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PPP Introduction and Overview

15.7. Conclusions: Dos and Don'ts

Box 1.20 provides a summary of the main recommendations regarding PPPs as potential options to procure public Infrastructure.

BOX 1.20: Dos and Don’ts

Do

Don’t

EMDEs, LDCs: Adapt the PPP strategy to your political, social and economic context under principles of realism and prudence.

EMDEs, LDCs: Do not plan and announce ambitious PPP programs which may be beyond your potential (in terms of affordability and access to international investment and finance). Don’t define/select unrealistic projects, and in particular do not specify the use of unreliable or untested technology.

Select appropriate projects.

Do not use PPP for small projects (as a general rule). Try to bundle/group small projects (for example, a group of Wastewater Treatment Plants (WWTPs) rather than procuring them in separate processes.

Select appropriate PPP candidates. Look for the inherent efficiencies of PPPs, maximize and protect them.

Do not use PPP simply because it is not accounted for as public debt.

 

Do not use PPP as an option unless the project is suitable to be a PPP, that is, it is likely to capture the expected efficiencies (chapter 3 provides information on how to screen a project as a suitable PPP candidate).

 

Use PPP delivery when the project provides VfM, and the PPP option reinforces VfM (see chapter 4 for more information on VfM analysis).

Acknowledge the highly demanding resource requirements of the PPP tool and PPP procurement process, and be ready in terms of capabilities.

 

PPPs require significant amounts of government participation during all stages of their life cycle.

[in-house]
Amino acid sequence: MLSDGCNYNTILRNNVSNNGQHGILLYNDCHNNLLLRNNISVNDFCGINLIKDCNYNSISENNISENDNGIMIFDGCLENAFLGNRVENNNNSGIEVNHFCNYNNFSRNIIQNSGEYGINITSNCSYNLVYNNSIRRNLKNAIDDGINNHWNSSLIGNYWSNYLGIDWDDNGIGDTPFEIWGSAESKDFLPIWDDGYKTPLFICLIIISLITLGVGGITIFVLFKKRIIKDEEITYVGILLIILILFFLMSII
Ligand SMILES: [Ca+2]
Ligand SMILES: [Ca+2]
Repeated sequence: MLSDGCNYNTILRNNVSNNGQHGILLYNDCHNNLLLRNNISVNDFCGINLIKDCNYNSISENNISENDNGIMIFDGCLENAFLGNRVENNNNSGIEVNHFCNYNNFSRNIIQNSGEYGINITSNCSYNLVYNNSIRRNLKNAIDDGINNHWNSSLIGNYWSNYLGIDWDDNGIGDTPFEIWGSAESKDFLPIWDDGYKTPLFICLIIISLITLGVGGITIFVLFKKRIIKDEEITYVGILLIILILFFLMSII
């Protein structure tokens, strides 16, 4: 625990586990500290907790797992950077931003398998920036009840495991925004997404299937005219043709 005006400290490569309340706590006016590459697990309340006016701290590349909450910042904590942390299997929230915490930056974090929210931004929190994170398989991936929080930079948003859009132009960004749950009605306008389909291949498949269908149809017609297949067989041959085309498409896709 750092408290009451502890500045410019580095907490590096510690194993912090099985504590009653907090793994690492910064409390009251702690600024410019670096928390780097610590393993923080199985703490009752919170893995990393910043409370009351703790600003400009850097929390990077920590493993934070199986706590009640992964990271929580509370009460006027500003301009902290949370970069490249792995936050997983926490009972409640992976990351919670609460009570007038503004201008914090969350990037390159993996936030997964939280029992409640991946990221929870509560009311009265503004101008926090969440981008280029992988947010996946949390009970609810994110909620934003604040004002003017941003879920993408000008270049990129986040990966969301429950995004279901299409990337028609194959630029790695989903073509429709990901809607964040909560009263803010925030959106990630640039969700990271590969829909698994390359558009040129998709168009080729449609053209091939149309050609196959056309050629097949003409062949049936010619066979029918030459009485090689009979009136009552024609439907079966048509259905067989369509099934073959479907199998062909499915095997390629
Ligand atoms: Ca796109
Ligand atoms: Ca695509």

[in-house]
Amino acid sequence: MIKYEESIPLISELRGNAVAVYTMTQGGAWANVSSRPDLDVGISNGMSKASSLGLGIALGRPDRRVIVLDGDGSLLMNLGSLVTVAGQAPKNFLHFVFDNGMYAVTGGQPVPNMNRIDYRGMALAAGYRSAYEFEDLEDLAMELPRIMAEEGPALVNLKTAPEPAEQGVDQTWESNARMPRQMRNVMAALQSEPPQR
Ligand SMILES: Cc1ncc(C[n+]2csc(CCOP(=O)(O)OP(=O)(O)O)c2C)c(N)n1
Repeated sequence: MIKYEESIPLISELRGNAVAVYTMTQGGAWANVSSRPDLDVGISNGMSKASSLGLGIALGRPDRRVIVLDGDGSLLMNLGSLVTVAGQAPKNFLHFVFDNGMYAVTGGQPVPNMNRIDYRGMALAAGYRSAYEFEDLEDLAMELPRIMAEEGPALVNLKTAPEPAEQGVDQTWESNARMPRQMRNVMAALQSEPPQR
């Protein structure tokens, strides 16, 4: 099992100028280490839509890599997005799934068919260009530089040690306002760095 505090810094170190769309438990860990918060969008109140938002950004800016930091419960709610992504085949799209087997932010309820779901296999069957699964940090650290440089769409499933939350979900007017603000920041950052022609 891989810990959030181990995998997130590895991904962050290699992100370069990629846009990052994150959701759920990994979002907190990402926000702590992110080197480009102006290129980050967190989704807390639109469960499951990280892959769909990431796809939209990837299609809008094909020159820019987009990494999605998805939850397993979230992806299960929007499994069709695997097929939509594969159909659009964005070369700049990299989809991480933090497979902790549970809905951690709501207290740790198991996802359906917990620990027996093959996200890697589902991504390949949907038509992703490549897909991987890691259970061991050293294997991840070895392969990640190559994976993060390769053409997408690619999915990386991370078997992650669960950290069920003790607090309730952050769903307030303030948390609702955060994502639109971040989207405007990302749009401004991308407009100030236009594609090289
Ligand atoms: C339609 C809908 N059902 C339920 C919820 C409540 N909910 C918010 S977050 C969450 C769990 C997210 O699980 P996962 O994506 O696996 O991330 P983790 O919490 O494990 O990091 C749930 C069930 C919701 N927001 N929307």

Do not embark on a PPP process unless you know or recognize the special/specific capabilities and resources needed and the higher complexity of the process.

 

In many countries, institutions tasked with the development of PPPs face enormous restrictions and have large shortcomings. However, they are expected to produce programs and projects that demand a level of specialization and effort that is beyond their capabilities.

Assess/appraise projects in detail to ensure feasibility.

Do not launch a PPP project unless you are sure of its overall feasibility and PPP feasibility specifics, that is, the project is prepared and satisfactorily assessed in economic, financial, commercial, affordability and technical terms (chapter 4 deals in its entirety with project appraisal needs and scope).

Dedicate resources to properly structure the tender and the contract, and to manage the process.

Do not believe that appraisal is everything. Inherent VfM may be lost through inadequate structuring and unclear design/drafting.

 

The tender process should procure the maximum effective competition within the qualification requirements (chapter 5 deals with the need for structuring and proper design of the tender process and contract).

Allow enough time for the procurement (preparation, appraisal, structuring, and tender).

Do not rush. Do not set overly ambitious timelines; the private sector is less willing to bid for projects if they are not confident of the government’s ability to meet its timetable.

Dedicate attention and resources to manage the contract beyond procurement.

Do not assume that the government has finished its job once the contract is signed. The government needs to proactively manage the contract throughout its life (chapters 7 and 8 explain the contract management function).

Organize the government, institutional and policy frameworks to deal with the PPP tool in a programmatic way. Control the fiscal implications and evaluate projects and programs for permanent improvement.

Do not apply for PPPs as a policy strategy (at a programmatic level) unless you are prepared and ready (section 9 introduces and discusses the role of PPP frameworks, and chapter 2 explains what constitutes a proper PPP framework and the main features of PPP programs and frameworks).

 

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